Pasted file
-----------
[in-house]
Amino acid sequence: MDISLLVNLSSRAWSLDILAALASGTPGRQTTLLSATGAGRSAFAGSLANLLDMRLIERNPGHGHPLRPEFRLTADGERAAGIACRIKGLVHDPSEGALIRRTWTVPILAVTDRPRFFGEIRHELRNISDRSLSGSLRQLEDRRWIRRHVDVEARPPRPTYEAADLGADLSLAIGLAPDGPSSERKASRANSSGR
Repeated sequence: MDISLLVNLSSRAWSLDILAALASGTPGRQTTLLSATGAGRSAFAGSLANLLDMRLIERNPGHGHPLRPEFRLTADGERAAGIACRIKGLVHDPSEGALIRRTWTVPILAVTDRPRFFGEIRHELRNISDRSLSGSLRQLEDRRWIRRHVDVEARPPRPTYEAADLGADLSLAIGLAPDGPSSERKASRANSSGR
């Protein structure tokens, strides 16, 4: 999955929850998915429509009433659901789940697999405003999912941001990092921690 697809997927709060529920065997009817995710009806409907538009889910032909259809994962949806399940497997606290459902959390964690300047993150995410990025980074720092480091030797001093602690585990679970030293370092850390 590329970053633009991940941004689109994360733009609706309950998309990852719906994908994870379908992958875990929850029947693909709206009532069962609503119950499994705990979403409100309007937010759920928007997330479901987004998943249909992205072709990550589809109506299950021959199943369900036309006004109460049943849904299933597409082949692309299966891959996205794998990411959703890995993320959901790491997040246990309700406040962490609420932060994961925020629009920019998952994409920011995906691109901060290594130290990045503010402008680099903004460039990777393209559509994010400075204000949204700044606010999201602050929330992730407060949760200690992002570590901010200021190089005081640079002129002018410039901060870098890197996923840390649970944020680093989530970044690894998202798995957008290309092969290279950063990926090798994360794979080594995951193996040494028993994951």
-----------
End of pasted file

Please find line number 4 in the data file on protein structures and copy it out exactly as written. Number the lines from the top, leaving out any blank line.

């Protein structure tokens, strides 16, 4: 999955929850998915429509009433659901789940697999405003999912941001990092921690 697809997927709060529920065997009817995710009806409907538009889910032909259809994962949806399940497997606290459902959390964690300047993150995410990025980074720092480091030797001093602690585990679970030293370092850390 590329970053633009991940941004689109994360733009609706309950998309990852719906994908994870379908992958875990929850029947693909709206009532069962609503119950499994705990979403409100309007937010759920928007997330479901987004998943249909992205072709990550589809109506299950021959199943369900036309006004109460049943849904299933597409082949692309299966891959996205794998990411959703890995993320959901790491997040246990309700406040962490609420932060994961925020629009920019998952994409920011995906691109901060290594130290990045503010402008680099903004460039990777393209559509994010400075204000949204700044606010999201602050929330992730407060949760200690992002570590901010200021190089005081640079002129002018410039901060870098890197996923840390649970944020680093989530970044690894998202798995957008290309092969290279950063990926090798994360794979080594995951193996040494028993994951």